In terms of getting local businesses ready to take the cyberspace plunge, the sales team reaches out repeatedly and offers guidance. "Our whole concept is to help close the digital divide," says Miguel Martinez, account manager for Frontera Communications. "A lot of markets are run by the father in the family, but the kids are doing a lot of the work. They have to convince their parents to go online. When they see their business online, it becomes relevant."
A similar idea brought Latino-market entrepreneur Edwin Culp to the area. After 20 years of business experience in Mexico, including pioneering UNIX training centers and six start-up companies, Culp relocated to Silicon Valley last year to get the Valley "stamp of approval" that he says is necessary for a company to expand. While developing his latest entrepreneurial ventures, EnContacto.Net and CafeMania.Net, Culp helped start the International Angel Investors group and traveled to the Peninsula to open a Monterey Bay chapter.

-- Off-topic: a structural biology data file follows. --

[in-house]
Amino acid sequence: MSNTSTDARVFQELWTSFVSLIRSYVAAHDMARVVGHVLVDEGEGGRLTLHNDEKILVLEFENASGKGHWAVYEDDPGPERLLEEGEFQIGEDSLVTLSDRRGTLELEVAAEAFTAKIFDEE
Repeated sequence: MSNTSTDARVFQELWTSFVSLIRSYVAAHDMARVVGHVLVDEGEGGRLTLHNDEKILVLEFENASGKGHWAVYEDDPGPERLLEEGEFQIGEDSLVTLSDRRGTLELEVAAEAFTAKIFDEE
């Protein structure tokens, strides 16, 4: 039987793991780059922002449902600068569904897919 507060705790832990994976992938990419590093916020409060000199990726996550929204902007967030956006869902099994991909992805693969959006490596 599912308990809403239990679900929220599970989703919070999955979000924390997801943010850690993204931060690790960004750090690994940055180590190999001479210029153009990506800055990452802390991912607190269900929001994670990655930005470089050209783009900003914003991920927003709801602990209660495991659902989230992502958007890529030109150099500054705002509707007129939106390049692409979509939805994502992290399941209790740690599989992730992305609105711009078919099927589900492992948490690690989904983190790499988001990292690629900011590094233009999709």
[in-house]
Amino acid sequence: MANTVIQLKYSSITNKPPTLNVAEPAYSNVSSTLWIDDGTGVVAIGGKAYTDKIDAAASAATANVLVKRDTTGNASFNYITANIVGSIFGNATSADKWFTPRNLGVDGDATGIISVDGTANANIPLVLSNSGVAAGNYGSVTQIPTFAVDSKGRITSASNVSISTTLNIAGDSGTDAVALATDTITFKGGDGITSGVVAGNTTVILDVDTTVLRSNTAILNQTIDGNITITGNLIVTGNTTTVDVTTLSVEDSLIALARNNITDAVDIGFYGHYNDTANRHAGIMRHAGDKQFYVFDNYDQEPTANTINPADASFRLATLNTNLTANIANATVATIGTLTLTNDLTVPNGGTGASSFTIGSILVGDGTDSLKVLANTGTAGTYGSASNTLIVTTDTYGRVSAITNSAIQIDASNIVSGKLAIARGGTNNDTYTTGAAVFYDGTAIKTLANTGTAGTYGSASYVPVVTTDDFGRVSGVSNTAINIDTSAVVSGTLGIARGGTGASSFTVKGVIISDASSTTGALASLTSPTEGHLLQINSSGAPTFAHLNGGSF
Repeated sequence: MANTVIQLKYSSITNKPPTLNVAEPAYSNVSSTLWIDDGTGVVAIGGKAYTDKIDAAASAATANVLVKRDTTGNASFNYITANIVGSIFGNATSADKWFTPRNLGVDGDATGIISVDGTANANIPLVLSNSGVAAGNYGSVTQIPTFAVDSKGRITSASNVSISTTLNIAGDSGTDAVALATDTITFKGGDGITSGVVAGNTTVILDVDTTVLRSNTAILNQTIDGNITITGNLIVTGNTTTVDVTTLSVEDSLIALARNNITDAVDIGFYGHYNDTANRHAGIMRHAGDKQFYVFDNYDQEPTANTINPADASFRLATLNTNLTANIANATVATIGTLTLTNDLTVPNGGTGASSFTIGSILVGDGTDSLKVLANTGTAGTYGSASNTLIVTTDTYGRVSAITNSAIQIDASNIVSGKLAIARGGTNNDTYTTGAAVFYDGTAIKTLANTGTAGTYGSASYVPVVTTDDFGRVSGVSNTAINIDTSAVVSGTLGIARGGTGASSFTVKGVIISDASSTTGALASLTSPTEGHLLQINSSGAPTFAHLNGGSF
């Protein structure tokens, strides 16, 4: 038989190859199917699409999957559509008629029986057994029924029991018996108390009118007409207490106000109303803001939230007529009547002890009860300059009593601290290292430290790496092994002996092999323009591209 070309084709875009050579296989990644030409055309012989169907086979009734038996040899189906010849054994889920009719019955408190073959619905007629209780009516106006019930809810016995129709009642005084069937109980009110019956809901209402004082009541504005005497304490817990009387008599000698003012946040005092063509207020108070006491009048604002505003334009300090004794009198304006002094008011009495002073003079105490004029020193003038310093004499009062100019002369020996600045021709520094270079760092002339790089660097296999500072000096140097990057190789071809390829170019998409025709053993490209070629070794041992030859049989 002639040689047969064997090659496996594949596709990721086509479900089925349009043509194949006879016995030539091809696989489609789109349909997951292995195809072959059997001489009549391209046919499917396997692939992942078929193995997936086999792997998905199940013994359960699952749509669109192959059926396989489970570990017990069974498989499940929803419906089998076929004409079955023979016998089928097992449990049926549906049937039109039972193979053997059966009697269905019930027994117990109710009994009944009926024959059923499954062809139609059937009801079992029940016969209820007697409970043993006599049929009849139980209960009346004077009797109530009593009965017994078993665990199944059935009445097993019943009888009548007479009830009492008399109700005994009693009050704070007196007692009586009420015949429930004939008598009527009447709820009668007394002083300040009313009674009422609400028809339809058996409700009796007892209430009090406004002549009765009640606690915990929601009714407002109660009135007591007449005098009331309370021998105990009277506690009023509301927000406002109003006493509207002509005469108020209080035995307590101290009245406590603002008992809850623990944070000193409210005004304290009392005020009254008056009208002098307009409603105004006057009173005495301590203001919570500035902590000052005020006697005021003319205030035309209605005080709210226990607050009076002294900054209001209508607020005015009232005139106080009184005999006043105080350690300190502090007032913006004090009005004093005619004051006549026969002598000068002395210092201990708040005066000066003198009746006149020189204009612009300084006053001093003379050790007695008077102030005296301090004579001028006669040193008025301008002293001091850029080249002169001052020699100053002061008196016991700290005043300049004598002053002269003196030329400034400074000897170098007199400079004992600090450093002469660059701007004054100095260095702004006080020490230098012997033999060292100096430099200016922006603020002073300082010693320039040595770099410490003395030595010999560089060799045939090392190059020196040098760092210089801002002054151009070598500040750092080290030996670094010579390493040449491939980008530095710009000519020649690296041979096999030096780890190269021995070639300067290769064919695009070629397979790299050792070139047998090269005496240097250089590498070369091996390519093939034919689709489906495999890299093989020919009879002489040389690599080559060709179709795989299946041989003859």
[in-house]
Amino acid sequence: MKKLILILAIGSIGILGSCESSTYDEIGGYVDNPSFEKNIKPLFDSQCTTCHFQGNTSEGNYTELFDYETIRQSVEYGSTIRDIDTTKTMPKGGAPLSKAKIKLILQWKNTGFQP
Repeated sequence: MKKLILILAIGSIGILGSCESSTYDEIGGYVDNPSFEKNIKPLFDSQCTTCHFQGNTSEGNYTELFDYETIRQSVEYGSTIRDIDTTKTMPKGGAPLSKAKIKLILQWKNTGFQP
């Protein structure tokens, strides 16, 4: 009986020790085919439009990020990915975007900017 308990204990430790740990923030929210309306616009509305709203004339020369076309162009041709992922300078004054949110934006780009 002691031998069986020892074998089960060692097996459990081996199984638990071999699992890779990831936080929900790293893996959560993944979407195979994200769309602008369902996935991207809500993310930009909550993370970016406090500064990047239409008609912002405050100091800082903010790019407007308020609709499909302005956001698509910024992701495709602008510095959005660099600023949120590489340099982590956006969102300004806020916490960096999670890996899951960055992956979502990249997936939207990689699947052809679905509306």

He didn''t have to look any further to decide where to base his home and business. The combination of the high quality of life and the availability of highly trained, multilingual and diverse students from the Monterey Institute of International Studies convinced Culp to leave Silicon Valley and head south. "After 30 years in Mexico, Silicon Valley was a real culture shock," he explains. "The people are cold there, they don''t create relationships. It''s just not a nice place to live." And so Culp moved his family into Pacific Grove and his business into an office on Foam in Monterey.